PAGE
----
23 years since the stop-motion animated comedy Chicken Run introduced us to a pair of scrappy chickens named Rocky and Ginger, they are returning for a sequel — Chicken Run: Dawn of the Nugget. Directed by Sam Fell and executive produced by Aardman Animations’ Peter Lord, it’s set to begin streaming on Netflix on Dec. 15.
But if you’re worried about how AI and the digital animation age may have affected this beloved chicken family, fear not — the filmmakers behind Dawn of the Nugget believe in embracing the imperfections of hand-modeled puppets for a more emotionally relatable viewing experience.
Chicken Run: Dawn of the Nugget: Sam Fell and Peter Lord on Embracing Imperfection in Animation
Fell (ParaNorman, The Tale of Despereaux) and Lord — a veteran animator known for co-directing the first Chicken Run with Nick Park as well as for producing Wallace and Gromit through his and David Sproxton’s animation studio Aardman Animations — sat down for a Q&A at the Santa Barbara International Film Festival.
There, they shared their best advice for filmmakers who want to maintain that homemade, human touch in stop-motion animation.
“I don’t think perfections is a terribly interesting idea. I don’t like perfection very much. A bit of edge, a bit of bite, a bit of imperfection is what we like,” Lord explained.
“It’s possible now to make, and others do, exquisite, very smooth puppet animation, which is almost indistinguishable from CGI animation. And we don’t see the point in that. We believe that knowing that these are real puppets in a real studio — sensing that if you were lucky enough to be there, you could reach out and touch them — knowing that they’re puppets and believing that they’re alive at the same time is the magic that we we seek.”
The story of the original Chicken Run found the plucky Ginger plotting an escape from mean Mrs. Tweedy’s egg farm, where chickens who couldn’t lay eggs risked being eaten for dinner — or worse, made into pies. The arrival of Rocky Rhodes the rooster gives Ginger the idea that he can teach her and the other chickens to fly, and thus, find freedom.
The original Chicken Run director Nick Park also returns to executive produce the sequel alongside Lord and his Aardman Animations partner, David Sproxton, who serves as co-executive producer.
The sequel picks up years later — after Ginger, now voiced by Thandiwe Newton, and Rocky, now voiced by Zachary Levi — have started a family and are living happily at a bird sanctuary. But their daughter, Molly (voiced by Bella Ramsay, The Last of Us), doesn’t find it to be the paradise that her parents do, and she yearns to experience the outside world. Just like her mother, she makes an escape — only to be captured and taken to Mrs. Tweedy’s horrifying new factory farm where she’s created a new invention: the chicken nugget. This time, Ginger’s task isn’t escaping from Mrs. Tweedy’s farm — it’s breaking back in.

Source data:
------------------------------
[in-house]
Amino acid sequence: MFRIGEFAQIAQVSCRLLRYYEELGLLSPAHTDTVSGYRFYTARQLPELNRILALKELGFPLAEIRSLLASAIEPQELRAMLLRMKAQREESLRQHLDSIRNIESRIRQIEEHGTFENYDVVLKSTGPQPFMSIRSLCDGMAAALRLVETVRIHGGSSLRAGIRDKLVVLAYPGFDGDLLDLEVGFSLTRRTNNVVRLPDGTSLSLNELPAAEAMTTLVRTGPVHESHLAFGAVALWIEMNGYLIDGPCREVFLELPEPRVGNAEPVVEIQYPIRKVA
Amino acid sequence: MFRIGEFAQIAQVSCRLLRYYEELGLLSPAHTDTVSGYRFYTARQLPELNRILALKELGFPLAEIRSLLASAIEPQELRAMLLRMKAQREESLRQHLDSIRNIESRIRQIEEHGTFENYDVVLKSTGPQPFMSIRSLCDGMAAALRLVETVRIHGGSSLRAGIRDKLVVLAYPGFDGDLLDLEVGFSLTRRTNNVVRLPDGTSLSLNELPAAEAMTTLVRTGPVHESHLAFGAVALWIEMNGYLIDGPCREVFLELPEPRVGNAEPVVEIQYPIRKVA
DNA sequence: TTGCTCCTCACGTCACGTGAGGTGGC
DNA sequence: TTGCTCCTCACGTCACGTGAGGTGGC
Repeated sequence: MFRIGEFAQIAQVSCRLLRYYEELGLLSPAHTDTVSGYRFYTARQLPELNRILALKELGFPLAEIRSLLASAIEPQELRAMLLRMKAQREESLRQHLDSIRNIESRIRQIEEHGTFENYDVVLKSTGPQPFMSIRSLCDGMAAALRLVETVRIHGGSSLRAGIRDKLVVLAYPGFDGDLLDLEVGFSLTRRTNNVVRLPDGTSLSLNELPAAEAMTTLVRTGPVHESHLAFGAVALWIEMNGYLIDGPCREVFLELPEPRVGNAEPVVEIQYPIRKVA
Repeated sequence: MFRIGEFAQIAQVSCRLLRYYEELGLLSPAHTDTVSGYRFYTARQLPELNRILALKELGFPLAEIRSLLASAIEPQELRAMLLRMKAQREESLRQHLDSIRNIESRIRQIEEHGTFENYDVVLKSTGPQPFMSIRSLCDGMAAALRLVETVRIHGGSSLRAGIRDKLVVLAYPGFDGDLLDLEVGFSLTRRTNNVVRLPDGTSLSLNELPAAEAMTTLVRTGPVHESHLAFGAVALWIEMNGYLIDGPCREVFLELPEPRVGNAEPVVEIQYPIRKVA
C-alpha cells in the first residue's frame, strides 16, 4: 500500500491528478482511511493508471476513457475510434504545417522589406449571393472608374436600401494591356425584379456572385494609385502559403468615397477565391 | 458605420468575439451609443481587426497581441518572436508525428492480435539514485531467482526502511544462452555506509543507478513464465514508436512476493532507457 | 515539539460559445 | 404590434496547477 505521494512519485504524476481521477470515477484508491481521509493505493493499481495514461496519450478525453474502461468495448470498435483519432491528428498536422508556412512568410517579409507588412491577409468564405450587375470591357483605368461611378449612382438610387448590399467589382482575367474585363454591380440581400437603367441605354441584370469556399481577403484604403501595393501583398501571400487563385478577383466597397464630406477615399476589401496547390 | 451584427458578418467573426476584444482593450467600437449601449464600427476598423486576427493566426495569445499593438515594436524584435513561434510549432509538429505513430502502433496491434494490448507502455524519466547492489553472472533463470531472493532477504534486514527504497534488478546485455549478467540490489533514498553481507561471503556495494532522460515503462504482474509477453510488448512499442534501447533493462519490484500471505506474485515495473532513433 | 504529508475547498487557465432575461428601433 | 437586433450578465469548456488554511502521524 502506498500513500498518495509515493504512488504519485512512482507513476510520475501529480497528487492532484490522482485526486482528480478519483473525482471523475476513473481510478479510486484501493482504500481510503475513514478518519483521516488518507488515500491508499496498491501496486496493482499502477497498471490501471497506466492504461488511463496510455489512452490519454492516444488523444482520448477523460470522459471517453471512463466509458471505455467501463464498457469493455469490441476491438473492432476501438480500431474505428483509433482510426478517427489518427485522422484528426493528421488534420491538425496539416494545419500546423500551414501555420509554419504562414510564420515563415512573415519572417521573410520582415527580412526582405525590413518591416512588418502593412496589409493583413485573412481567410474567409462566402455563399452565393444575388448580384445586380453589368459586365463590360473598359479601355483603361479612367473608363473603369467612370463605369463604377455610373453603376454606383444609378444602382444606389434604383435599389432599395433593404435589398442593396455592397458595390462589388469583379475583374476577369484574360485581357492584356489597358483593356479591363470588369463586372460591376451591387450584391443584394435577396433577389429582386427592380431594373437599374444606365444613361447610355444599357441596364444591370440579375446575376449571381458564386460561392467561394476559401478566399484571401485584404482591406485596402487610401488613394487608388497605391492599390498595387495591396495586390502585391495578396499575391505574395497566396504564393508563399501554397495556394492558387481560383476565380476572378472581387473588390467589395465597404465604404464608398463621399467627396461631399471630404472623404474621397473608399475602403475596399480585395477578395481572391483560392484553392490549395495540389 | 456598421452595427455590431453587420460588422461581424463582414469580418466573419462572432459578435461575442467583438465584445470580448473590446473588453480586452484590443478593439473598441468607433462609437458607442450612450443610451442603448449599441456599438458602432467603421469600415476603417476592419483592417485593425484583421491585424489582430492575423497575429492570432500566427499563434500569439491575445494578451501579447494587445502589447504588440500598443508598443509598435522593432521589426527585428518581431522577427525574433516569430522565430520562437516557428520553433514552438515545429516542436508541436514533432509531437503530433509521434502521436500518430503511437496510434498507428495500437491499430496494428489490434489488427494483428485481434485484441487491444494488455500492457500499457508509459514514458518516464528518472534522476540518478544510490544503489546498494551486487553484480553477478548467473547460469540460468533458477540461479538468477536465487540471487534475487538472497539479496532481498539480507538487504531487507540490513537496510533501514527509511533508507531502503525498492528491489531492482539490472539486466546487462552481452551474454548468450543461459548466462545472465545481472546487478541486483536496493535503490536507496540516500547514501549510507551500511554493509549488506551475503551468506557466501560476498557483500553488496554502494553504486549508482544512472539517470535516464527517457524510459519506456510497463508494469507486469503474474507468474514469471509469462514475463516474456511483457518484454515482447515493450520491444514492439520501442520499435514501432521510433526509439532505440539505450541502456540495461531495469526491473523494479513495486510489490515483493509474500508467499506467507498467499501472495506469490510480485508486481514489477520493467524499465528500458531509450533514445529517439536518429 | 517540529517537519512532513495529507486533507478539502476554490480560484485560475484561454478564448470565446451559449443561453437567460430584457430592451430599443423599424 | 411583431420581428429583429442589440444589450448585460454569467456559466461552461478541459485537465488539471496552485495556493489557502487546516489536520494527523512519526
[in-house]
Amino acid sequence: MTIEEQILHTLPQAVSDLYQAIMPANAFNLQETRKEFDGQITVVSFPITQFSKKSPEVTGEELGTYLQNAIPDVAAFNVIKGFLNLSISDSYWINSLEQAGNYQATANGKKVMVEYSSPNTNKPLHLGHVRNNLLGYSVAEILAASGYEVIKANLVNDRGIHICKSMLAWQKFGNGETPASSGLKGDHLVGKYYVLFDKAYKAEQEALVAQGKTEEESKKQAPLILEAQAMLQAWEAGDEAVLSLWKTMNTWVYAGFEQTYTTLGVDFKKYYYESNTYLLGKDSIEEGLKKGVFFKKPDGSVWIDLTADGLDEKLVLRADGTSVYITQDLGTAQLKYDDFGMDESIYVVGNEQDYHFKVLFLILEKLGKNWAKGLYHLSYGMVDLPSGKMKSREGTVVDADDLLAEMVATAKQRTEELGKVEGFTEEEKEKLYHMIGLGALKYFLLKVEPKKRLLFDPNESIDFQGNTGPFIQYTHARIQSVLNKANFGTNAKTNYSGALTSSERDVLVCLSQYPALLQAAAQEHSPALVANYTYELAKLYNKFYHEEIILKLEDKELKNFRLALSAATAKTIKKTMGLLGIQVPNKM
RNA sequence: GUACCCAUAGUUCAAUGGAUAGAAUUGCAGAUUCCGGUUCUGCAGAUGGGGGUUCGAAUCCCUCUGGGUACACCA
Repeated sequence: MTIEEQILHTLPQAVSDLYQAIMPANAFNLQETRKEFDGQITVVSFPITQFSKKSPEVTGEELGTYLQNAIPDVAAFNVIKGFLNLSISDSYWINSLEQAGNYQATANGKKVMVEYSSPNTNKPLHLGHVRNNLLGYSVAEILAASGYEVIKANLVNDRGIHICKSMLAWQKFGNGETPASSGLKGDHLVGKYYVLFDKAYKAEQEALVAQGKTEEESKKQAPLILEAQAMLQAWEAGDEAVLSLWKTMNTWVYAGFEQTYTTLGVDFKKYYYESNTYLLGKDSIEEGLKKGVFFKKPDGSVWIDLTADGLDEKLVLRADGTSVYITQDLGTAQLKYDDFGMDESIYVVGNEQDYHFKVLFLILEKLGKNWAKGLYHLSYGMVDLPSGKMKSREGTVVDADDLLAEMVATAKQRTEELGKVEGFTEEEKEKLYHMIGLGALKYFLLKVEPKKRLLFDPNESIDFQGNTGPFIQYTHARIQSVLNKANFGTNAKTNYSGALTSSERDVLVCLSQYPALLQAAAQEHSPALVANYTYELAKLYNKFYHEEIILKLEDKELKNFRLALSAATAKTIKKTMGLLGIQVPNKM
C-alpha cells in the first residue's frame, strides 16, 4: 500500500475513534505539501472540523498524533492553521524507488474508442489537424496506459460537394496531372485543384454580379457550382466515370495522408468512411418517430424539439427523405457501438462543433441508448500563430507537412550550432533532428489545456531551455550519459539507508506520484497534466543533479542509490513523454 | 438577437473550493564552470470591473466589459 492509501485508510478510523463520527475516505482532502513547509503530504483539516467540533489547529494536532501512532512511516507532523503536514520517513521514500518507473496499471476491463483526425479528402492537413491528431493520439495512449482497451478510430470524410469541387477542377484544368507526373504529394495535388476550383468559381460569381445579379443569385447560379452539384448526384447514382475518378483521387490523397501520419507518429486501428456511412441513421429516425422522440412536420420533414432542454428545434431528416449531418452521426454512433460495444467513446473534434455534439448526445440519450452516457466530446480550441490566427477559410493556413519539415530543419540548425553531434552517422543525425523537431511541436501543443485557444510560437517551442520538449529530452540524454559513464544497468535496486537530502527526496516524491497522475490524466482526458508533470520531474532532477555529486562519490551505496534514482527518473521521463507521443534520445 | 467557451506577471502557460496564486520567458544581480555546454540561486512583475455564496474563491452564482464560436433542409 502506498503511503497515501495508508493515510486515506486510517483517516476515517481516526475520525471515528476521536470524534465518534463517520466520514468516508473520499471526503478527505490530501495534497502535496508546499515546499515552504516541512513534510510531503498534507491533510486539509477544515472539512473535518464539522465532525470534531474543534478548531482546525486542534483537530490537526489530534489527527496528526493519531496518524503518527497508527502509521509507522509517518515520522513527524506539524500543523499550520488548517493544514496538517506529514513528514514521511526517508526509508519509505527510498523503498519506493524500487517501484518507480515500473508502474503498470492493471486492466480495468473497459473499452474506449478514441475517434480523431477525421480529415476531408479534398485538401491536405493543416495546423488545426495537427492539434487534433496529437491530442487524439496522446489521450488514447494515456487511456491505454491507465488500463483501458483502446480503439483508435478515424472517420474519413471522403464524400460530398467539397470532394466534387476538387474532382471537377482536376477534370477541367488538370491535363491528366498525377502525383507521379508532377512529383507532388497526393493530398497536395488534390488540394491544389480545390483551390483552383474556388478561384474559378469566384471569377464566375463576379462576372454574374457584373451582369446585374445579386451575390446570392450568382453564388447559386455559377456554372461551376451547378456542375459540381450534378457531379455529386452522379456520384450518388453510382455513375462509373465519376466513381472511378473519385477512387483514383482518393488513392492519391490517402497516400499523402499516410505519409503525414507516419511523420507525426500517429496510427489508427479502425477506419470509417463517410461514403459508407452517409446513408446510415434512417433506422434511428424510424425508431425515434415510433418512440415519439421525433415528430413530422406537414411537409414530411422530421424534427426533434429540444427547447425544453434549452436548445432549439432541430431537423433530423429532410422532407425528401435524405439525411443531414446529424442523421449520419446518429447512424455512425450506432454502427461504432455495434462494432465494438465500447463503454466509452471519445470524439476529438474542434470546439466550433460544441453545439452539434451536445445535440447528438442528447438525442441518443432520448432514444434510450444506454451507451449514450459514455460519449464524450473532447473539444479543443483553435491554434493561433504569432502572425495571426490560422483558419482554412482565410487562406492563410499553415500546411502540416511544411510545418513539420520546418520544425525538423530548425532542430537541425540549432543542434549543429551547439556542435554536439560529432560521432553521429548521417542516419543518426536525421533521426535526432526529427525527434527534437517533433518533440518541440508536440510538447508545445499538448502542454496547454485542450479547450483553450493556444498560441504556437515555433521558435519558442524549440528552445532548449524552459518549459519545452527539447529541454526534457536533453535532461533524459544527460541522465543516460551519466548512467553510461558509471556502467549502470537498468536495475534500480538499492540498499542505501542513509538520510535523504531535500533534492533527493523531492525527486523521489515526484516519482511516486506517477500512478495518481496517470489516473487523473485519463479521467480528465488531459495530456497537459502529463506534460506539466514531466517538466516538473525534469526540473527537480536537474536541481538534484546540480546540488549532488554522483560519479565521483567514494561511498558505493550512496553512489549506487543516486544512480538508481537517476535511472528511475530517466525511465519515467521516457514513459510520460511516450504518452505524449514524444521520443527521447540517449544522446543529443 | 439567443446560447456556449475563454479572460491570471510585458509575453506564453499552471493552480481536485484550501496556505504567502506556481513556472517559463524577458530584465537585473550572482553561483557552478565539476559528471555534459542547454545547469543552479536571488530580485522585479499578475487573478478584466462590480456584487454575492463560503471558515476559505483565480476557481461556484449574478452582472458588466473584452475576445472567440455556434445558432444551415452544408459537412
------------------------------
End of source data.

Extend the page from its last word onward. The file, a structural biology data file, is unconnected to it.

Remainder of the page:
Fell broke down the technical process of how they are able to retain a homemade feeling in their animation that gave the original Chicken Run its special touch.
“We always encourage the animators to leave their thumbprints on the faces as well,” he says.
30 different animators worked on Chicken Run: Dawn of the Nugget to bring the characters to life, and 16 individual puppets were made of both Ginger and Molly. Each puppet’s face is made of clay, which is how animators achieve such intricate detail in their emotions and facial movements.
“That’s what we care about. It’s not a trick. It’s the performance that we do,” Fell says. “The animators successfully — rather brilliantly — bring them to life.”
They prefer shoot 12 frames per second, or what Fell refers to as “twos” — meaning that two pictures are taken per every frame of movement rather than just one.
“That twos thing, it just gives it a little — texture is the perfect word, actually. Yeah, that’s exactly it. And so again, it’s all part of that handmade feeling,” Fell says.
“If anybody wants to get going starting stop-motion, I recommend shooting on twos, if not fours, in fact, because that also works. There’s a little sense of it being homemade.”
Fell adds: “The studio comes from Peter and David, his partner — they started together with a piece of clay and a camera on a kitchen table. And I still think we’re trying to retain the flavor of that, even though the studio is a big operation now. We still want to have that sort of hobbyist kind of feeling.”
Main Image: Sam Fell (left) and Peter Lord (right) with puppets from Chicken Run: Dawn of the Nugget. Courtesy of SBIFF.